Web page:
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cardiac surgery, congenital heart defect, congenital heart disease



  1. McRae, Marion E. MScN, RN, ACNP-BC


OVERVIEW: Many congenital heart defects can be repaired, but long-term monitoring is often required to forestall possible complications. This two-part article reviews 10 common congenital heart defects, their repairs, and their common long-term outcomes, along with the implications for nurses in both cardiac and noncardiac settings. Here, in part 1, the author reviews six defects: bicuspid aortic valve, atrial septal defect, ventricular septal defect, atrioventricular septal defect, coarctation of the aorta, and pulmonic stenosis.


Article Content

It's estimated that in the next few years one in 150 adults could have congenital heart disease (CHD).1 And two-thirds of those who have CHD are adults, according to a recent Canadian study.2 It is now known that problems can occur years after CHD repair and that ongoing cardiology follow-up can prevent or detect serious complications. But many patients whose CHD was repaired in childhood have not had regular cardiology follow-up. Indeed, many patients with CHD or with complications of CHD repair come to medical attention only by way of noncardiac care settings.


To provide high-quality care for these patients, in cardiac and noncardiac settings alike, nurses need to understand that long-term consequences can be related either to the CHD itself or to the specific repair done.


This two-part article will review the anatomy, physiology, and approach to the repair of 10 common CHD lesions (also known as defects or anomalies): bicuspid aortic valve, atrial septal defect, ventricular septal defect, atrioventricular septal defect, coarctation of the aorta, pulmonic stenosis, tetralogy of Fallot, transposition of the great arteries, congenitally corrected transposition of the great arteries, and single ventricle defect. Long-term outcomes of the treatments will be reviewed, identifying implications for nursing care. Part 1 provides an overview of six of the 10 conditions. For reference, Figure 1 depicts the normal heart.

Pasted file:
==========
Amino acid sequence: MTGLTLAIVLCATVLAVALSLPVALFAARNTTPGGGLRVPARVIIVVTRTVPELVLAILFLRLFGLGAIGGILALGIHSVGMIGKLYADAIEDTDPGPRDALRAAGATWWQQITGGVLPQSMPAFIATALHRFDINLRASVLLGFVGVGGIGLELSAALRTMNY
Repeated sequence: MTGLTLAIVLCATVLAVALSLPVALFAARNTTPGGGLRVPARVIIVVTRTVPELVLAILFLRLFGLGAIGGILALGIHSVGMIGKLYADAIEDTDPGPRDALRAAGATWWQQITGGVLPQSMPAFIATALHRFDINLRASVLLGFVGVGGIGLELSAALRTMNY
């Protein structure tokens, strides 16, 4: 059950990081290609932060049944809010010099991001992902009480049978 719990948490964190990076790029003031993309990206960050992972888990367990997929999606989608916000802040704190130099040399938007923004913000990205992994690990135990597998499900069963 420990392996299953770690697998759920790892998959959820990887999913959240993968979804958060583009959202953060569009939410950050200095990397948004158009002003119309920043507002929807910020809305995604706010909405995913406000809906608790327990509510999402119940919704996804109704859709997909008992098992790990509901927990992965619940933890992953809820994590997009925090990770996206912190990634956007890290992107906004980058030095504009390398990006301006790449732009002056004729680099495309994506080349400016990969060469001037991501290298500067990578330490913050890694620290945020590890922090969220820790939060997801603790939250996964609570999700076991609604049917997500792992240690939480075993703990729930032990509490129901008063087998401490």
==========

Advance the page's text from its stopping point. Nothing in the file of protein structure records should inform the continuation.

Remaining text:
Figure 1 - Click to enlarge in new windowFigure 1. The Normal Heart. Illustrations by Anne Rains.

Bicuspid Aortic Valve

The most common CHD, affecting 1% to 2% of the population,3 bicuspid aortic valve is a condition in which a patient has either two aortic leaflets or three leaflets with two fused together (see Figure 2A). Bicuspid valves often calcify and become stenotic (tight) from childhood to middle adulthood; they may also become regurgitant (insufficient or leaky). (There can be many causes of aortic stenosis and regurgitation, but this discussion is limited to bicuspid valves as the primary congenital cause.) Patients who have bicuspid valves are at risk for infective endocarditis and aortic dissection or rupture.

Figure 2 - Click to enlarge in new windowFigure 2. Bicuspid Aortic Valve and the Ross Procedure. A valve with two leaflets (A) is caused by fusion of the right and left coronary cusps. The area of fusion is known as a raphe. In the repair (B), the patient's own pulmonary valve is implanted in the aortic position. A homograft is implanted in the pulmonary position and the coronary arteries are reimplanted into the new aorta.

Treatments of stenotic bicuspid aortic valve may include balloon aortic valvuloplasty, in which the stenotic aortic valve is opened by a balloon, or surgical aortic valvotomy, in which the leaflets are cut apart. Balloon aortic valvuloplasty is less useful for aortic stenosis in adults than in children because valves tend to calcify with age. Surgical treatment options for the bicuspid aortic valve include valve repair (if this can be accomplished with reasonable durability over time), valve replacement with a bioprosthetic or mechanical valve, or a Ross procedure.


Lesions at the valve level (valvar or annular lesions) are not the only pathology of the aortic valve that may require intervention: lesions may also appear below the valve (subannular or subvalvar lesions) or above the valve (supravalvar or supraannular lesions), which are beyond the scope of this article. Dilatation of the aorta beyond the valvar stenosis (so-called poststenotic dilatation) can occur, creating an aneurysm; if severe enough, it may require replacing the ascending aorta.